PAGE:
Addition of defensive unsolicited editorial comment.
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No one need buy the ebay coin. One need not become a sacrificial lamb (with garlic and mint sauce) to answer the question.

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On 8/30/2021 at 7:14 PM, Quintus Arrius said:

There is only one way to settle this matter firmly and with finality and that is to buy the coin in question.  But first, a few random "facts"...

First and foremost, the coin's melt value is $18.57 based on a spot of $24.01, as of today, August 30, 2021.

In "decent condition" a genuine 1923 is worth anywhere from $20 to $30. A VF is worth $25; an EF is worth $27 with an "UNC" worth $30 and a "MS" worth $60. (I know. Don't ask.) An MS-65 is worth $110. (And for those interested, a source I never heard of and was not otherwise identified, claims the finest known 1922, minted a year earlier, is worth $41,125. All are welcome to dispute these figures.

When I read the wordplay on incuse, courtesy of @DWLange, I wanted to recuse myself but loose ends do not agree with me so I'm in it to win it. I should know by Friday whether I have placed the winning bid and, will promptly forward it, at my expense in the interest of knowledge, to anyone who is interested in examining it in hand and thereby put an end to what I regard as an exercise in [expletive deleted] futility.

Stay tuned...

 

u didnt answer the question, curious minds want know....no clue on this peace dollar or any other, i dont own any or want any unless for melt....they just like morgans u can buy all u want until theres no money left....none r rare.....

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On 8/30/2021 at 6:14 PM, Quintus Arrius said:

There is only one way to settle this matter firmly and with finality and that is to buy the coin in question.  But first, a few random "facts"...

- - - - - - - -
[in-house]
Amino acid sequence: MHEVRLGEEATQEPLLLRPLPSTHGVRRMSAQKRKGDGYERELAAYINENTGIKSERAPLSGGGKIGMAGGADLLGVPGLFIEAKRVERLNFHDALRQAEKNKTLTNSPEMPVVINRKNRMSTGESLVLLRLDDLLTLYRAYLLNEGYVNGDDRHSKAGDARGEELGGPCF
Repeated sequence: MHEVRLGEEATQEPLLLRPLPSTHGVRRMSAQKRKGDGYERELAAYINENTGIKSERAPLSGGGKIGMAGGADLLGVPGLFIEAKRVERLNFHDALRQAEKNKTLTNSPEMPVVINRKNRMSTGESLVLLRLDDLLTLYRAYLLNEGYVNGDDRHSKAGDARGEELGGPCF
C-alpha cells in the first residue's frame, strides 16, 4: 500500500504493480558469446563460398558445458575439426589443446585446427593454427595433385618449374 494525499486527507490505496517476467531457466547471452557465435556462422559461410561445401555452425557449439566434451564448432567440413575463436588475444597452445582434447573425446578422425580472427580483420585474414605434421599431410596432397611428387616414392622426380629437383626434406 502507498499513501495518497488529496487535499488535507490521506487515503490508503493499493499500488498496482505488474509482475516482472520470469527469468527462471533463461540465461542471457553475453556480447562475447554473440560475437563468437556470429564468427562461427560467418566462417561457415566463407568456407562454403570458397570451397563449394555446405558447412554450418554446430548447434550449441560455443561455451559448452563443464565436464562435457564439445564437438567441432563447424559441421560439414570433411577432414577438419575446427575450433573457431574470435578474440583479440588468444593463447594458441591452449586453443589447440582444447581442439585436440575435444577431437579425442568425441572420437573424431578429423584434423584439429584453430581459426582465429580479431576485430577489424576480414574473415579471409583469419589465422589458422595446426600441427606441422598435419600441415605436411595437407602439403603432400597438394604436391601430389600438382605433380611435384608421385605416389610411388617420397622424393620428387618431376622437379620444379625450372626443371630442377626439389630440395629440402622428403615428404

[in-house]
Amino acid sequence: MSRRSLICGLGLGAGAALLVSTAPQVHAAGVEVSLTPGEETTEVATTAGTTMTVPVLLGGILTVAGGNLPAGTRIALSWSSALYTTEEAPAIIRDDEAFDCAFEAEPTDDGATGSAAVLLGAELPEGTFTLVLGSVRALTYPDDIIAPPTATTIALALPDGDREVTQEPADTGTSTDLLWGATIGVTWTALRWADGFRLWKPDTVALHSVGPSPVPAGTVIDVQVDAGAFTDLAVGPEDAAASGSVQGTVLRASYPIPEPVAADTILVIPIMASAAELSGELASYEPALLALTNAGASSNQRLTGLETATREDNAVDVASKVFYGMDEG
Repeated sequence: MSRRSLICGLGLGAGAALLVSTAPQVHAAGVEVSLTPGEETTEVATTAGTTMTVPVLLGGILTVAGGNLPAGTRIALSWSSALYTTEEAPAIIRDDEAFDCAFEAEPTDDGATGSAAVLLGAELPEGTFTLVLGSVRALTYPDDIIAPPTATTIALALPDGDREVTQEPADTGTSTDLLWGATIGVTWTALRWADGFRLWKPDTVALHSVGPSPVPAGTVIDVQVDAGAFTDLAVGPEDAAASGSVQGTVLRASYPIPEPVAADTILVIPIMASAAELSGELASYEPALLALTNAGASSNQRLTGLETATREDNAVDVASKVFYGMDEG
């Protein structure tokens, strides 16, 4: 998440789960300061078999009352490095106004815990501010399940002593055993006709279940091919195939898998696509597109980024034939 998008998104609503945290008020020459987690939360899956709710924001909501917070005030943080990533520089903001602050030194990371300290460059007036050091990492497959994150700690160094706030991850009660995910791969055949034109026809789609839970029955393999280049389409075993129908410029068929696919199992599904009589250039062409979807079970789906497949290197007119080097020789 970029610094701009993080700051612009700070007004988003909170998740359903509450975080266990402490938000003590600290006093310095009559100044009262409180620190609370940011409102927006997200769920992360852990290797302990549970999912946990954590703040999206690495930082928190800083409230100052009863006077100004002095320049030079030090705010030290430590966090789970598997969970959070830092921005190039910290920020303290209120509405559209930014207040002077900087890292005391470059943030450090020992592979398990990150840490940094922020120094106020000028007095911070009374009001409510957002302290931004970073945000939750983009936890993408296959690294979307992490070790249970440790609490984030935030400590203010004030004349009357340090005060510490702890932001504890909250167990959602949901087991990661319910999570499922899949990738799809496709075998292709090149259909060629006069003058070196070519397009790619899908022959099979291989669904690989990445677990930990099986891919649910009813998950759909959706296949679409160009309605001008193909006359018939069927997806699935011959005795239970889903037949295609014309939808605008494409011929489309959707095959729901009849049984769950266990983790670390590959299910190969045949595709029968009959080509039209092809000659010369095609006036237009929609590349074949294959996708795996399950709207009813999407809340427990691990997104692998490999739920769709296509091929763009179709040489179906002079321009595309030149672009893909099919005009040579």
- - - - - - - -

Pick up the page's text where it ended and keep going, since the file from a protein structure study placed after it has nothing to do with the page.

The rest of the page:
First and foremost, the coin's melt value is $18.57 based on a spot of $24.01, as of today, August 30, 2021.

In "decent condition" a genuine 1923 is worth anywhere from $20 to $30. A VF is worth $25; an EF is worth $27 with an "UNC" worth $30 and a "MS" worth $60. (I know. Don't ask.) An MS-65 is worth $110. (And for those interested, a source I never heard of and was not otherwise identified, claims the finest known 1922, minted a year earlier, is worth $41,125. All are welcome to dispute these figures.

When I read the wordplay on incuse, courtesy of @DWLange, I wanted to recuse myself but loose ends do not agree with me so I'm in it to win it. I should know by Friday whether I have placed the winning bid and, will promptly forward it, at my expense in the interest of knowledge, to anyone who is interested in examining it in hand and thereby put an end to what I regard as an exercise in [expletive deleted] futility.

Stay tuned...

 

“UNC” and “MS” should mean the same thing - uncirculated - so using both terms is redundant. But if you’re going to do that, you should at least value them the same. And how did you come up with the rest of your pricing?

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On 8/30/2021 at 10:06 PM, MarkFeld said:

“UNC” and “MS” should mean the same thing - uncirculated - so using both terms is redundant. But if you’re going to do that, you should at least value them the same. And how did you come up with the rest of your pricing?

Cruising the internet utilizing Google and relating the neither here nor there terminology irresponsibly used. None of the pricing is realistic. I no longer own a Red Book and do not know, much less, have ever seen a Greysheet. (What I do have, somewhere I believe, are tickets to the Beatles concert at Shea Stadium (1965, unused, but common) Seattle Slew's winning ticket for the Triple Crown at Belmont Racetrack (1977) and three intact tickets for Woodstock (1969, unused.)